I’m not really sure and I know I’ve been linking a lot lately, but I’d still like to point you you to this NY Times article by David Foster Wallace, a genius of the writer kind. The article is titled Roger Federer as a religious experience and it starts thus:
Almost anyone who loves tennis and follows the men’s tour on television has, over the last few years, had what might be termed Federer Moments. These are times, as you watch the young Swiss play, when the jaw drops and eyes protrude and sounds are made that bring spouses in from other rooms to see if you’re O.K.
The Moments are more intense if you’ve played enough tennis to understand the impossibility of what you just saw him do.
Even, if you don’t play tennis, it’s hard not to appreciate Roger Federer’s exquisite and seemingly effortless tennis. Later in the article, DFW writes:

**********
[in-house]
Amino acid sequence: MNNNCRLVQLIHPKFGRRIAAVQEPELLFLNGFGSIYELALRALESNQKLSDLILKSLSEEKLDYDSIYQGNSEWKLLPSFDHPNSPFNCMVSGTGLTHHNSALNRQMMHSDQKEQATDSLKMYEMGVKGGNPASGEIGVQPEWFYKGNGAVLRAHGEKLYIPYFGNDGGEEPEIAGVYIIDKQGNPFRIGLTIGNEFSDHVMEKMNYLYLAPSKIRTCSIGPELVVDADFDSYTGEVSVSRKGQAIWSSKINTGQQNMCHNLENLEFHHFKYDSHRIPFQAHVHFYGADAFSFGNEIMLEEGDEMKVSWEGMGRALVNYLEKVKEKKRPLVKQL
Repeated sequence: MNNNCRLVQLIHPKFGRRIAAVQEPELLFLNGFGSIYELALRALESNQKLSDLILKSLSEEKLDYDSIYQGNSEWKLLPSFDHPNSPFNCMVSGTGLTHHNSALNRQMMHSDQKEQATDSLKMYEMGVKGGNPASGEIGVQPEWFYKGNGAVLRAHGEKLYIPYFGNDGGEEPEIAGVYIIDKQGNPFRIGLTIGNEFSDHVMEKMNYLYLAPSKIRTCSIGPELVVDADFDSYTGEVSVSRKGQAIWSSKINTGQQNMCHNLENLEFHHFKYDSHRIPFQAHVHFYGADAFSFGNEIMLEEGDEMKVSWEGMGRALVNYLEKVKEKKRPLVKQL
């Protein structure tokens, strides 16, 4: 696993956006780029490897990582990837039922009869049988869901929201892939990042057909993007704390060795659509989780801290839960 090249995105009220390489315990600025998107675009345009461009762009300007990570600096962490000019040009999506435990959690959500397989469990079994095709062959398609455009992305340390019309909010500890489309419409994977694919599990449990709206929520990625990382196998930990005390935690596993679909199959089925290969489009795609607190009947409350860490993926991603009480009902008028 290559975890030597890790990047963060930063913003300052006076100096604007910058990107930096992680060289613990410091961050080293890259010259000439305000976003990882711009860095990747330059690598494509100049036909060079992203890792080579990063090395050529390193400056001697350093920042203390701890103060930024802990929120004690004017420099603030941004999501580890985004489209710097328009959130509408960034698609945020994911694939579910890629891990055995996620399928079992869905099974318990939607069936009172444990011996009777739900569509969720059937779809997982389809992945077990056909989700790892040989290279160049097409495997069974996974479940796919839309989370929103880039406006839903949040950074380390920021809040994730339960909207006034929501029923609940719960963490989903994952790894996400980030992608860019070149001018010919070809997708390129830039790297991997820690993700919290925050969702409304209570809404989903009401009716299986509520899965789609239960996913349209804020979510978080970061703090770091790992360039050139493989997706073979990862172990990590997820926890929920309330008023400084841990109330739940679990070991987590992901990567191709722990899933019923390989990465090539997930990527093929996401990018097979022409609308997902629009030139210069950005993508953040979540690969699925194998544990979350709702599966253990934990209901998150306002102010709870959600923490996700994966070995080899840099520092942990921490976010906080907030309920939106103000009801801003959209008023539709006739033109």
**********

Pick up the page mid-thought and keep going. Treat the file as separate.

A top athlete’s beauty is next to impossible to describe directly. Or to evoke. Federer’s forehand is a great liquid whip, his backhand a one-hander that he can drive flat, load with topspin, or slice — the slice with such snap that the ball turns shapes in the air and skids on the grass to maybe ankle height. His serve has world-class pace and a degree of placement and variety no one else comes close to; the service motion is lithe and uneccentric, distinctive (on TV) only in a certain eel-like all-body snap at the moment of impact. His anticipation and court sense are otherworldly, and his footwork is the best in the game — as a child, he was also a soccer prodigy. All this is true, and yet none of it really explains anything or evokes the experience of watching this man play. Of witnessing, firsthand, the beauty and genius of his game.
This piece was published last year, after the Wimbledon but it’s still topical. And, it’s almost sublime, just like Federer’s tennis. It should’ve been titled, From one genius to another but that’s just me. Go read Roger Federer as a religious experience .